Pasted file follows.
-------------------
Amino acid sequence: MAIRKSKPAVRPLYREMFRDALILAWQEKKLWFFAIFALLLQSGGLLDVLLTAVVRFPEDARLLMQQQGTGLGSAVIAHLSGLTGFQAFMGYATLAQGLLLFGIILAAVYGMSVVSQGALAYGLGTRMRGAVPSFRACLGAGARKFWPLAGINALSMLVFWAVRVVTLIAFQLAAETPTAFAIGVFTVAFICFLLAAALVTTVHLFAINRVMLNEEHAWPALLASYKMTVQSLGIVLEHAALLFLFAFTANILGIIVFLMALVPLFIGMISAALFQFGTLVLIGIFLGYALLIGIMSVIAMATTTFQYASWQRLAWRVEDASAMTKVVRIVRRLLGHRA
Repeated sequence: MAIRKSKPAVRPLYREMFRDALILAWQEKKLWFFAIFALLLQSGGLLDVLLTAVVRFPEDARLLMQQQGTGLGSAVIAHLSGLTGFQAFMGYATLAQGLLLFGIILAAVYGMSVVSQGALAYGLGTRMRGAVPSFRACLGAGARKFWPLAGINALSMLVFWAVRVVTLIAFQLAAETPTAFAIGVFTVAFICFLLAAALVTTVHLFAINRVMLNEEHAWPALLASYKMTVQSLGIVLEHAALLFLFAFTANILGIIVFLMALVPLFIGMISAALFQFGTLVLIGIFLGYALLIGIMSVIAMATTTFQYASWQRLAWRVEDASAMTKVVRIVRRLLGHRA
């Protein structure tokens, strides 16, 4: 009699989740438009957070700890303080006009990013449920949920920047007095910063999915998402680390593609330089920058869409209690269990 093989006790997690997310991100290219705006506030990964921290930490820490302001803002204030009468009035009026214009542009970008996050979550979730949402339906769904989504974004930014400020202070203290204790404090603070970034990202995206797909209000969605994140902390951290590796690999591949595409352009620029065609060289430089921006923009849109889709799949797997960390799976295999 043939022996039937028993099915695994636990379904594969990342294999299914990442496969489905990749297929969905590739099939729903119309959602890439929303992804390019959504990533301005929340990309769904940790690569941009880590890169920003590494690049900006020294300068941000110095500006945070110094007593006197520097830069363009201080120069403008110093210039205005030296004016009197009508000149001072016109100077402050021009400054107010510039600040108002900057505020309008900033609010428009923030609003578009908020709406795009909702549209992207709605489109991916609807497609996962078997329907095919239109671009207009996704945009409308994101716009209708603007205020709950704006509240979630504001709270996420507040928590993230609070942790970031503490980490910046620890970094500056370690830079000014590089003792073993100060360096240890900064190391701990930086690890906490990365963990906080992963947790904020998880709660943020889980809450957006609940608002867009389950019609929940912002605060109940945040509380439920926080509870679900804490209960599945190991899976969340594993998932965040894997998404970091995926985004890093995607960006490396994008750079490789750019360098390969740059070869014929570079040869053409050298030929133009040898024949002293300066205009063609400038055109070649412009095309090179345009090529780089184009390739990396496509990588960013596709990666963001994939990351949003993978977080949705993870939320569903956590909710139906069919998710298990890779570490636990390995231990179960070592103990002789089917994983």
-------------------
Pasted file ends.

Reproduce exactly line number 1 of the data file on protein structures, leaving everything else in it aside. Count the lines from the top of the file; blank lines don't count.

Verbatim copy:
Amino acid sequence: MAIRKSKPAVRPLYREMFRDALILAWQEKKLWFFAIFALLLQSGGLLDVLLTAVVRFPEDARLLMQQQGTGLGSAVIAHLSGLTGFQAFMGYATLAQGLLLFGIILAAVYGMSVVSQGALAYGLGTRMRGAVPSFRACLGAGARKFWPLAGINALSMLVFWAVRVVTLIAFQLAAETPTAFAIGVFTVAFICFLLAAALVTTVHLFAINRVMLNEEHAWPALLASYKMTVQSLGIVLEHAALLFLFAFTANILGIIVFLMALVPLFIGMISAALFQFGTLVLIGIFLGYALLIGIMSVIAMATTTFQYASWQRLAWRVEDASAMTKVVRIVRRLLGHRA